If the true measure of a man’s greatness is the impact made on those left behind, then Meat Loaf made the most of his 74 years on planet Earth. The singer and actor also known as Marvin Lee Aday died yesterday of undisclosed causes at the age of 74.
While fans grabbed a friend, cued up “Paradise on the Dashboard Light” on vinyl, and staged eight-minute mini-operas in their living room, the Texas performers’ peers took to Twitter to express their grief. And gratitude.
Tellingly, they came from all corners of the music world.
Fucked Up singer Damian “Pink Eyes” Abraham Tweeted from his Toronto home: “I saw Meatloaf live once and every song was 7 minutes plus. As a fat little kid, he was a hero to me.”
British post-punk no-waver Billy Nomates chimed in, beautifully, eloquently, and dead accurately with: “You wanna write opera rock n roll stories & perform them as pure theatre? youl be rejected by every record company in America and then become a complete orginal badass. I fuxkin love meatloaf. sad day. do exactly what you wanna do. and do it strange.”
Iconic BBC DJ Joanne Whiley added “God I loved Bat Out of Hell. Soundtrack to my youth. Sad news RIP Meatloaf. Extraordinary voice Phenomenonal character.”
And commercial-country shitkicker John Rich wrote. “My friend Meatloaf contributed more to the American music and theatrical scene than almost anyone you can name. He fought through a rough childhood and chased his dreams till the end. He was a miracle talent on many levels and a genius creator. An American original.”
Meat Loaf's death was announced earlier this morning by his family on Facebook.
While no cause of death has been given, TMZ is reporting that the singer fell ill at a business dinner earlier this week after displaying Covid symptoms. In a recent interview with the Pittsburgh Post-Gazette, Meat Loaf railed on about everything from pandemic shutdowns to facemasks to how governments are using COVID-19 to control their citizens. While acknowledging that he was scared of the virus, he then went to say "If I die, I die, but I'm not going to be controlled." It's not known whether he was vaxxed.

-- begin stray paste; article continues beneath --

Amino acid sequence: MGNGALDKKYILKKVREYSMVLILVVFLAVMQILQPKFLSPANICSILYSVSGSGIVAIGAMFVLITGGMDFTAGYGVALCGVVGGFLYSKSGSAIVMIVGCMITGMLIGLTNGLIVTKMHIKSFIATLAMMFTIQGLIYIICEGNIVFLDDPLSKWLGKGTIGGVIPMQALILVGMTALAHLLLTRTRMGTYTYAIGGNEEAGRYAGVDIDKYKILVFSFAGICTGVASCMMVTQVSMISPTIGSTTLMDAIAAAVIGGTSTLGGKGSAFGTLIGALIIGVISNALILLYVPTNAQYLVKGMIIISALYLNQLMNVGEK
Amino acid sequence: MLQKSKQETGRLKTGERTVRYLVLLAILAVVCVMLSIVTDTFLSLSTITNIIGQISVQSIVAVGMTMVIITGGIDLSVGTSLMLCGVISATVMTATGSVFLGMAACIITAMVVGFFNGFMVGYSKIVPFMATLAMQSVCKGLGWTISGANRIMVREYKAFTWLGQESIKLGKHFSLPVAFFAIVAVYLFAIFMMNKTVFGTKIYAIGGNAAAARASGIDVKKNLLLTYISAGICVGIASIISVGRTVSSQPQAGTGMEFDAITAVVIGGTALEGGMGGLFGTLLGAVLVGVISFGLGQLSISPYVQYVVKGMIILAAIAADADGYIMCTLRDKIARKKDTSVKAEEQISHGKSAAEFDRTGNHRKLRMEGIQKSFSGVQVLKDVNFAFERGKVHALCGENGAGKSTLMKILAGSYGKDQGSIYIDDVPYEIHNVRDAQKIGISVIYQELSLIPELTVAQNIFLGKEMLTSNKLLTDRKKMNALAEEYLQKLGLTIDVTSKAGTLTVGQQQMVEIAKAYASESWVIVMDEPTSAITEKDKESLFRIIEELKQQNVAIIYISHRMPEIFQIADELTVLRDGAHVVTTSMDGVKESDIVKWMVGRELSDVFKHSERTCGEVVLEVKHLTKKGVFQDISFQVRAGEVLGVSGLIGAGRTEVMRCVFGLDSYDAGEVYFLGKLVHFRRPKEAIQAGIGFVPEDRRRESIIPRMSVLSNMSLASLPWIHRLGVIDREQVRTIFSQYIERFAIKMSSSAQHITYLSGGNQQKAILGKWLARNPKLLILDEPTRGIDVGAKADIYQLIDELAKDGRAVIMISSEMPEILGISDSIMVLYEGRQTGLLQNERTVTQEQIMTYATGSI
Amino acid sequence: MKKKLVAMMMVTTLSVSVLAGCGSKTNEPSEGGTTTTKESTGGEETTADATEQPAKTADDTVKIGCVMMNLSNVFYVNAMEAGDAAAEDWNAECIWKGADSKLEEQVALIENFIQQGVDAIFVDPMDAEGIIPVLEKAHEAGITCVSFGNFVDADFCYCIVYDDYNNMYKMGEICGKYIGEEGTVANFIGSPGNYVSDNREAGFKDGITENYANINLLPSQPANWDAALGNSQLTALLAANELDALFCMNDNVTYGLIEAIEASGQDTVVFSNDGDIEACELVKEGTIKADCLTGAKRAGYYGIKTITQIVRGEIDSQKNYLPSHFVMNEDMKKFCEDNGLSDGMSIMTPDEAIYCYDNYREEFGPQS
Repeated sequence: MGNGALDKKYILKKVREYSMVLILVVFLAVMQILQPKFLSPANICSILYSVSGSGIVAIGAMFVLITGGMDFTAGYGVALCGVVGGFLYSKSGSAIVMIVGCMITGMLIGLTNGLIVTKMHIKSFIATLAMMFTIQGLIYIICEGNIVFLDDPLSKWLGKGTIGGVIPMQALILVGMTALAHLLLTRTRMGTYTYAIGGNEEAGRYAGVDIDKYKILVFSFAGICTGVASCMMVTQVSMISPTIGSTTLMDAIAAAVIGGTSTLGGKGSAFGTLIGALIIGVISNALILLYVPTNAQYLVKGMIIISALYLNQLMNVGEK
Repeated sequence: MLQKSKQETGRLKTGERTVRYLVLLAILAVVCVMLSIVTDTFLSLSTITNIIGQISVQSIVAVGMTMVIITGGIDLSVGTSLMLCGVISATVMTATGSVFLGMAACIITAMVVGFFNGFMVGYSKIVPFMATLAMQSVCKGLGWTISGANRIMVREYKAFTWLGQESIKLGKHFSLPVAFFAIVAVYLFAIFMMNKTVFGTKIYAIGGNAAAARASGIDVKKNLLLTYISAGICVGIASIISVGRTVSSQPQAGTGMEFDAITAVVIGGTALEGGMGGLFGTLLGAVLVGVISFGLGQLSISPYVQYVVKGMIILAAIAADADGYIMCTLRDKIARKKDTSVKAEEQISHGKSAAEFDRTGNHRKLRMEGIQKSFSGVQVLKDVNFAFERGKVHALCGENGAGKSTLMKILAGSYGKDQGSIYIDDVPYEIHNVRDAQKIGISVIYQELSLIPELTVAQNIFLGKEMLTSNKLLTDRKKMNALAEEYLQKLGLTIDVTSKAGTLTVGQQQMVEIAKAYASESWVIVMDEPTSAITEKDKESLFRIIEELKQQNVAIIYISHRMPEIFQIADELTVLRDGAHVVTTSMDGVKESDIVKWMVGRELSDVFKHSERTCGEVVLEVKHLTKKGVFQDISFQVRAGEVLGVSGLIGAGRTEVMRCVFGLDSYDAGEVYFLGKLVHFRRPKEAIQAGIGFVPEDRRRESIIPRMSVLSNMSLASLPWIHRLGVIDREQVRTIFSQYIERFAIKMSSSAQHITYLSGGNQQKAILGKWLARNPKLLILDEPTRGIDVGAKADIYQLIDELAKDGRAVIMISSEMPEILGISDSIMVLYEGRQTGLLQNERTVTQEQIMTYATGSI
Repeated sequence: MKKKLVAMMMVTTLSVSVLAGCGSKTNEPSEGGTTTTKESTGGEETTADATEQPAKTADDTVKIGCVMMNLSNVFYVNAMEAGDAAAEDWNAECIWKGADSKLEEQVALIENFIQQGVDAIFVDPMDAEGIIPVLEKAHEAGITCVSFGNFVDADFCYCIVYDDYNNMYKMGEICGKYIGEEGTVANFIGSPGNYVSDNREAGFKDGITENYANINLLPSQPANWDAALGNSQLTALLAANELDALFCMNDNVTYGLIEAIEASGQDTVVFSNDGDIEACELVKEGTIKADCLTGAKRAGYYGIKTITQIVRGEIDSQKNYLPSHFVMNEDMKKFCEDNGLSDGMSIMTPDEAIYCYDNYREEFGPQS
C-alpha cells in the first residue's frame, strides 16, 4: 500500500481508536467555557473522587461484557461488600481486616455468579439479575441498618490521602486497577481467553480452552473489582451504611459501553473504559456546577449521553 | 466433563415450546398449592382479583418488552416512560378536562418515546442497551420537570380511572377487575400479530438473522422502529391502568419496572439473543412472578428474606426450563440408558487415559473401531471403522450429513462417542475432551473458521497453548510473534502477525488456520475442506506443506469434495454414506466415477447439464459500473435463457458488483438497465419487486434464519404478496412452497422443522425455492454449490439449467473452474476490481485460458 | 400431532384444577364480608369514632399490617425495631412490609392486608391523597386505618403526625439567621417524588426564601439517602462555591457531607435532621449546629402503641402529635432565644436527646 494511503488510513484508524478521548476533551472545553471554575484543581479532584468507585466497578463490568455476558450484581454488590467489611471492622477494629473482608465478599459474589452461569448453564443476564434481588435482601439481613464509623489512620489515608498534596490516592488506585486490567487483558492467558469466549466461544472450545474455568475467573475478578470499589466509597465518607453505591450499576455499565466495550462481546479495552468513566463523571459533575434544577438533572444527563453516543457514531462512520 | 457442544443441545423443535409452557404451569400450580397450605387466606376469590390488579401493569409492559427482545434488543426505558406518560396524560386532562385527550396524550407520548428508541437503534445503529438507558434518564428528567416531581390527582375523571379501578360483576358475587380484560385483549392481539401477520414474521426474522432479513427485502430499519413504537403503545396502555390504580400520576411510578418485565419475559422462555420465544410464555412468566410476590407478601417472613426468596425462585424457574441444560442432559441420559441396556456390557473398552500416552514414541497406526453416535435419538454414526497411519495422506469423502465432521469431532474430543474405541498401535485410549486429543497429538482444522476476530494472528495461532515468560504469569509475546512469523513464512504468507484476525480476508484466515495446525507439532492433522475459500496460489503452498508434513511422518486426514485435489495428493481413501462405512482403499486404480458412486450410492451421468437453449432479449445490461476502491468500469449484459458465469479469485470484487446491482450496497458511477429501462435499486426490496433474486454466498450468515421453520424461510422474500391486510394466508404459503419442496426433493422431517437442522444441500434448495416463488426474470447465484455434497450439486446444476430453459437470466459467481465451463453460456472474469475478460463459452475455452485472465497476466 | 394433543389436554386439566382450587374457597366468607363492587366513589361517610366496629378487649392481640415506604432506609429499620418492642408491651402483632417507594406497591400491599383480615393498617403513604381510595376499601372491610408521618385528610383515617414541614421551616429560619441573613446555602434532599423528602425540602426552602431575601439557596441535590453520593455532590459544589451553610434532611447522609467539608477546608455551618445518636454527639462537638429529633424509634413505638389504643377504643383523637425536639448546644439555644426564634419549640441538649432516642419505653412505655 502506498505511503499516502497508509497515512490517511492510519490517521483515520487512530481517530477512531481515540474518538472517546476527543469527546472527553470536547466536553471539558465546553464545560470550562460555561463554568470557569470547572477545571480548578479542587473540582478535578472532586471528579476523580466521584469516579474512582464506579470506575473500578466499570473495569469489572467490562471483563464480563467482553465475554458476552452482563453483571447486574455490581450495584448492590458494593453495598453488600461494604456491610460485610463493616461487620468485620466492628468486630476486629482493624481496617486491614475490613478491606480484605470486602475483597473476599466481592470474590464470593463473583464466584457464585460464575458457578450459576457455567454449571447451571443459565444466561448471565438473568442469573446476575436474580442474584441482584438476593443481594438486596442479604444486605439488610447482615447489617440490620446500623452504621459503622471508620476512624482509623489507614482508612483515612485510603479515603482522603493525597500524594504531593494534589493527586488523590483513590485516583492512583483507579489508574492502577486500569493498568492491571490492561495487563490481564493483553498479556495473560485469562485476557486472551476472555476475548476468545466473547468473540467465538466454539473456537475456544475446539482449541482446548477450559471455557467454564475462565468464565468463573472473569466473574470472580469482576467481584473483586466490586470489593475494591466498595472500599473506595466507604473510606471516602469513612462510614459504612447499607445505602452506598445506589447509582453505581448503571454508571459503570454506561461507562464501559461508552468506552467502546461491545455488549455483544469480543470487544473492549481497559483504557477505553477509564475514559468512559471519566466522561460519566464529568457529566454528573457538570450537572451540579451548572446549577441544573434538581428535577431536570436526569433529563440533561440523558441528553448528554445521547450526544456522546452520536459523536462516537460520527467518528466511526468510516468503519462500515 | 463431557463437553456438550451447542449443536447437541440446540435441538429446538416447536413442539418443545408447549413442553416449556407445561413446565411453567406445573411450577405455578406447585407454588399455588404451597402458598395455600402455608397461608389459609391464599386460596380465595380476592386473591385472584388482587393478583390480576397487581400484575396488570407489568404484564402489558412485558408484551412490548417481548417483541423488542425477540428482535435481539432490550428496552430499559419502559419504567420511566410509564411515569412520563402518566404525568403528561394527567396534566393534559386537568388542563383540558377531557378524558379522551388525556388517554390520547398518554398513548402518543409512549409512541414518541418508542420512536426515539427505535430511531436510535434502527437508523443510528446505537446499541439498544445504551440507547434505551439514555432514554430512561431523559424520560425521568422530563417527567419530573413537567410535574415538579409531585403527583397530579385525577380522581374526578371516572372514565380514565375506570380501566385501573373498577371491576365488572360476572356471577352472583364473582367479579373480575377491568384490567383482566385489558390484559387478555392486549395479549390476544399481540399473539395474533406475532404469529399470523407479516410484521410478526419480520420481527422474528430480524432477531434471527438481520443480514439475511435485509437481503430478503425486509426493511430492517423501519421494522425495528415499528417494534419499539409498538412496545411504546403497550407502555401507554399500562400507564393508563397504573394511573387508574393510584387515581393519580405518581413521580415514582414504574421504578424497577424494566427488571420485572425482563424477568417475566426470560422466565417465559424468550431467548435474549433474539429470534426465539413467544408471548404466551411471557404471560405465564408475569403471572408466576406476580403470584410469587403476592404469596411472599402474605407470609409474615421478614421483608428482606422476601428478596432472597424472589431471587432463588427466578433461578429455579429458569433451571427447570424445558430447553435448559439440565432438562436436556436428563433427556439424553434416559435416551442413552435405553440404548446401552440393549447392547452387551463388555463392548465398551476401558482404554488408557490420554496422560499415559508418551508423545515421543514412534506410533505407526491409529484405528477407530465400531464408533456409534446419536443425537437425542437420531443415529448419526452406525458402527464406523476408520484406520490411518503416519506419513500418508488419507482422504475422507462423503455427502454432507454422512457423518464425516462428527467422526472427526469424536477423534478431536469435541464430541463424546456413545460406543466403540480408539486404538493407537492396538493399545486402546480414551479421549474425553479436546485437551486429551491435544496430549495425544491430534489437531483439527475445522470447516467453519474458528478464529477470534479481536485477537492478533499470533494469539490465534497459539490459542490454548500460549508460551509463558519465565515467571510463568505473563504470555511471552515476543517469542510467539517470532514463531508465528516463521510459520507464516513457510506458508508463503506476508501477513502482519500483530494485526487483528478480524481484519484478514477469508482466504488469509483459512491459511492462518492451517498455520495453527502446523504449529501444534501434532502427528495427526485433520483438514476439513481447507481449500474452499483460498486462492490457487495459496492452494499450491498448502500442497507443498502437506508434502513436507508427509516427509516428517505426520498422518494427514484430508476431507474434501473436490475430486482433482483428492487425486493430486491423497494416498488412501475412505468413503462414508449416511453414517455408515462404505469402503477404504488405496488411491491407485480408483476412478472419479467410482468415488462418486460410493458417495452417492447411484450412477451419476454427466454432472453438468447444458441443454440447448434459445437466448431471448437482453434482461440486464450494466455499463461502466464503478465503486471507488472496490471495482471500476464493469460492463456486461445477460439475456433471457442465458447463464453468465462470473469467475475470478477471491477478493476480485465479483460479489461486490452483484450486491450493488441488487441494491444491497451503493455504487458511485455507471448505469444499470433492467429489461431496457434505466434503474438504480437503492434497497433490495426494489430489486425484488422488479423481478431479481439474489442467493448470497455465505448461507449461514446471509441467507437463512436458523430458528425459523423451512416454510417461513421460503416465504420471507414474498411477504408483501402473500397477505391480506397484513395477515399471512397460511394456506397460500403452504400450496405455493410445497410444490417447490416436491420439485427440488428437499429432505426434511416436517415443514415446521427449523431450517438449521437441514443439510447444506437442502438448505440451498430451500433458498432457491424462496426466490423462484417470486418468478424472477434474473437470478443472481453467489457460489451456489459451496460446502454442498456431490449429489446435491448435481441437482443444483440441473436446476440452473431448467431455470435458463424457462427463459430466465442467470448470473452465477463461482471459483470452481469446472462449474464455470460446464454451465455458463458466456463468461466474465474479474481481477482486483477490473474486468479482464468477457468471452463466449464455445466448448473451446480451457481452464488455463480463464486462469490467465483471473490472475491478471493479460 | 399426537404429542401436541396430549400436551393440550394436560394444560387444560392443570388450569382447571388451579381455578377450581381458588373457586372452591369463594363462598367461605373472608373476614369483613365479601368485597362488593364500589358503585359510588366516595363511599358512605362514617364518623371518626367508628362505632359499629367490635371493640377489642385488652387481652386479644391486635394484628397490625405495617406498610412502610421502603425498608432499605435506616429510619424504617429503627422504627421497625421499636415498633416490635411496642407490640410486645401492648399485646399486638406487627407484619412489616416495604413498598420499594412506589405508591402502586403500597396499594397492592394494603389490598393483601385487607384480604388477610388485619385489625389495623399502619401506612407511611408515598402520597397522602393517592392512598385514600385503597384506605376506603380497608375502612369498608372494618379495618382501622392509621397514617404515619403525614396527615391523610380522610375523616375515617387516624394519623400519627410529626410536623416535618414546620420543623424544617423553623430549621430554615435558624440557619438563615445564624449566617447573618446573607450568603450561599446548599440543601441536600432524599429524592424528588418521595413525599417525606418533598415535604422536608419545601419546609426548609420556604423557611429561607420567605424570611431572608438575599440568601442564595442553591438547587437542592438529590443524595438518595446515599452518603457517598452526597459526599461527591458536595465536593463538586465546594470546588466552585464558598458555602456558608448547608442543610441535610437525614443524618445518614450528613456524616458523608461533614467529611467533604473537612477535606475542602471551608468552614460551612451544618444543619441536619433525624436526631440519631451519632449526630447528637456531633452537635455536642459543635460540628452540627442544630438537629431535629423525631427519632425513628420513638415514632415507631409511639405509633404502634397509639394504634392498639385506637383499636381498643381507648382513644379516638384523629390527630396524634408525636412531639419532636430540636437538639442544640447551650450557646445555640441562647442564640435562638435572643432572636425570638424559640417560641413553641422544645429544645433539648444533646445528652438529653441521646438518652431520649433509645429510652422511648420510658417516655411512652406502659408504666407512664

Meat Loaf’s career spanned six decades, starting with the kind of debut juggernaut few artists find themselves able to live up to. His 1977 debut Bat Out of Hell didn’t gain traction overnight—that entirely predictable considering Meat Loaf and his chief collaborator Jim Steinman spent two years before its release opening rejection letters from record companies.
Finally catching fire on the back of the Steinman ballad “Two Out of Three Ain’t Bad”, the album went on to sell over 43 million copies and counting, making it one of the biggest of all time.
It also spawned the essential—and fantastically insane—“Paradise by the Dashboard Light”, which you really need to perform at karaoke with a friend before you die.
Over the course of his career Meat Loaf released 12 albums, the biggest being the Bat of Hell trilogy which included Bat Out Of Hell II: Back Into Hell and Bat Out Of Hell III: The Monster Is Loose.
His biggest hit came nearly two decades after his breakthrough with 1993’s “I’d Do Anything for Love (But I Won’t Do That)”.
While music was his main thing, Meat Loaf had a long career as an actor with roles in everything from The Rocky Horror Picture Show to Fight Club. Because you want to know, his stage name came from a former football coach who dubbed him Meat Loaf during his younger and overweight years.
Now cue up “Paradise by the Dashboard Light”. And don’t forget to go extra hard during “I couldn’t take it any longer Lord I was crazed/And when the feeling came upon me like a tidal wave/I started swearing to my god and on my mother’s grave/That I would love you to the end of time”.